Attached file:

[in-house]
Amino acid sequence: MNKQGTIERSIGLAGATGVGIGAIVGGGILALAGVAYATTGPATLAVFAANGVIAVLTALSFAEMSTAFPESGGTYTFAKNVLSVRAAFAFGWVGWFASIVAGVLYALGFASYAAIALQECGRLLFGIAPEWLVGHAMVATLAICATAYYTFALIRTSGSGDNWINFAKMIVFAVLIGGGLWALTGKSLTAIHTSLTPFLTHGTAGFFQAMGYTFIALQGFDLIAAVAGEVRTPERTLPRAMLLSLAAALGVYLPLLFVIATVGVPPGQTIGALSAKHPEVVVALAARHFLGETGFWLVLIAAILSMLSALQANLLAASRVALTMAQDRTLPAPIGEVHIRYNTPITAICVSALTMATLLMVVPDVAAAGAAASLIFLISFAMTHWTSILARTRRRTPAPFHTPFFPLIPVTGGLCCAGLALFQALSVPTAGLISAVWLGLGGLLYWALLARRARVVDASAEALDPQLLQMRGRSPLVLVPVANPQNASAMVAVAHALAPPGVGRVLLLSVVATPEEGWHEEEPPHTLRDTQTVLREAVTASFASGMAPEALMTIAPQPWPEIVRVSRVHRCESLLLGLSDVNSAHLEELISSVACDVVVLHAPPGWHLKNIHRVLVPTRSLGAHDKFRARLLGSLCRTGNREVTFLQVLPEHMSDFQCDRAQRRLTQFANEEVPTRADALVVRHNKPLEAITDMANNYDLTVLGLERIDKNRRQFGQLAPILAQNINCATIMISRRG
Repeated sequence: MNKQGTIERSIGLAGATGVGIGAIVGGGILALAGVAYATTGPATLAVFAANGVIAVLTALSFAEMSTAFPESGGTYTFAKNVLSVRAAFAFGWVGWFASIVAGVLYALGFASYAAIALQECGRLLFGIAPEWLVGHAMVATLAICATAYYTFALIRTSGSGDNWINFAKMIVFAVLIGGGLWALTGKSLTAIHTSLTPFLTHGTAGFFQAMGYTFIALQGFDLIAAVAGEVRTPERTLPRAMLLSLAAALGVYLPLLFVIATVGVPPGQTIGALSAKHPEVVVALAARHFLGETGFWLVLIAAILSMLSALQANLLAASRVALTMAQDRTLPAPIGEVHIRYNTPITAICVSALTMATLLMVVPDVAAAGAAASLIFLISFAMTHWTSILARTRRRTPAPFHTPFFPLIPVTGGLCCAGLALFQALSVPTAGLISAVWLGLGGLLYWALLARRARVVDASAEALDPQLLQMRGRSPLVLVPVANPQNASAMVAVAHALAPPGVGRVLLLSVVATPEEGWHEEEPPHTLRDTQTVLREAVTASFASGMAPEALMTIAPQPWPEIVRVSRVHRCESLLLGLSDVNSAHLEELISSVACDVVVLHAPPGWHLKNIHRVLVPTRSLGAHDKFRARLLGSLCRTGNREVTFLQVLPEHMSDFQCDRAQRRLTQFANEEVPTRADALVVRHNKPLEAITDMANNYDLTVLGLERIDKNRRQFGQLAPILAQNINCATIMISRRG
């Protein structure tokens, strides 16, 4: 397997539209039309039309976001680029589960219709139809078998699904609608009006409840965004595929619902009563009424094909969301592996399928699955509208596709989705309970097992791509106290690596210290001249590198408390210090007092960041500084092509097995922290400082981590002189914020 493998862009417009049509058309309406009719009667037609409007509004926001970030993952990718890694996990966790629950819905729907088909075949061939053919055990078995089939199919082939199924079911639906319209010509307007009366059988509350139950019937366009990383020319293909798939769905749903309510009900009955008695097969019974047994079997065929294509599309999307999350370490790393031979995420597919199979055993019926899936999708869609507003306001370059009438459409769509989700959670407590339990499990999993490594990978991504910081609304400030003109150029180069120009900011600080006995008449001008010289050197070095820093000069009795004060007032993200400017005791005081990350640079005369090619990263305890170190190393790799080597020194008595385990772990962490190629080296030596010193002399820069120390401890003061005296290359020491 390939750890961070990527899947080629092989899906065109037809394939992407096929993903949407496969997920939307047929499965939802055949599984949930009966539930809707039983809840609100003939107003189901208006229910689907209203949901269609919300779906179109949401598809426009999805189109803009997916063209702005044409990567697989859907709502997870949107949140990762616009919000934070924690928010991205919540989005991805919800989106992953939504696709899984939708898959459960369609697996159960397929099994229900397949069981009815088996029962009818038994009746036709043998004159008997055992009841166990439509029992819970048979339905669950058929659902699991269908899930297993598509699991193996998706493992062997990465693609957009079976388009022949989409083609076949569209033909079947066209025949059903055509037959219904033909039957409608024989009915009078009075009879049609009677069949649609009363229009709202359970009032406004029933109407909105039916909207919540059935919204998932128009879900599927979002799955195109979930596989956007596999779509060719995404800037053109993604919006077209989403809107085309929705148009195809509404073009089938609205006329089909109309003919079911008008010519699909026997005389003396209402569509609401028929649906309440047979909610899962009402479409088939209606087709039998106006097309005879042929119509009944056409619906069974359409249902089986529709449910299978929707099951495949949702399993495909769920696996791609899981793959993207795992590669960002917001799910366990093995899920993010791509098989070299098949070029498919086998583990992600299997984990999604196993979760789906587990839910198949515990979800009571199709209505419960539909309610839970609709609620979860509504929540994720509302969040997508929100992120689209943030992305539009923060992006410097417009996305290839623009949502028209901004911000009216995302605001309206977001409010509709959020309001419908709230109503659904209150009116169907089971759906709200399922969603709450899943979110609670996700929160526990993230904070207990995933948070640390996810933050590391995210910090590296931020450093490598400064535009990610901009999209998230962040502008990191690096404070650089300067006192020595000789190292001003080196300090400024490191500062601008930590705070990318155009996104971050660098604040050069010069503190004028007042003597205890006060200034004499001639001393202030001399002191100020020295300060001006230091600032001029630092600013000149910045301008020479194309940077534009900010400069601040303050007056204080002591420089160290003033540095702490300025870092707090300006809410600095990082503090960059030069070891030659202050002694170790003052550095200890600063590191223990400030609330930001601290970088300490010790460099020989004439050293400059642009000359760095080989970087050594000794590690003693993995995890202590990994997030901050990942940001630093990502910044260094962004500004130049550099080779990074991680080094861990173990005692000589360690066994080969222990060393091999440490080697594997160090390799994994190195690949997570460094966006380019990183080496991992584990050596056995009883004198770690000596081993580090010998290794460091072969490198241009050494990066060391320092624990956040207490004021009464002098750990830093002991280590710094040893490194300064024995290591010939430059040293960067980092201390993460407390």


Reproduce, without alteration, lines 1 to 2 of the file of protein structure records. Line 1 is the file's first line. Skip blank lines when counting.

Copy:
[in-house]
Amino acid sequence: MNKQGTIERSIGLAGATGVGIGAIVGGGILALAGVAYATTGPATLAVFAANGVIAVLTALSFAEMSTAFPESGGTYTFAKNVLSVRAAFAFGWVGWFASIVAGVLYALGFASYAAIALQECGRLLFGIAPEWLVGHAMVATLAICATAYYTFALIRTSGSGDNWINFAKMIVFAVLIGGGLWALTGKSLTAIHTSLTPFLTHGTAGFFQAMGYTFIALQGFDLIAAVAGEVRTPERTLPRAMLLSLAAALGVYLPLLFVIATVGVPPGQTIGALSAKHPEVVVALAARHFLGETGFWLVLIAAILSMLSALQANLLAASRVALTMAQDRTLPAPIGEVHIRYNTPITAICVSALTMATLLMVVPDVAAAGAAASLIFLISFAMTHWTSILARTRRRTPAPFHTPFFPLIPVTGGLCCAGLALFQALSVPTAGLISAVWLGLGGLLYWALLARRARVVDASAEALDPQLLQMRGRSPLVLVPVANPQNASAMVAVAHALAPPGVGRVLLLSVVATPEEGWHEEEPPHTLRDTQTVLREAVTASFASGMAPEALMTIAPQPWPEIVRVSRVHRCESLLLGLSDVNSAHLEELISSVACDVVVLHAPPGWHLKNIHRVLVPTRSLGAHDKFRARLLGSLCRTGNREVTFLQVLPEHMSDFQCDRAQRRLTQFANEEVPTRADALVVRHNKPLEAITDMANNYDLTVLGLERIDKNRRQFGQLAPILAQNINCATIMISRRG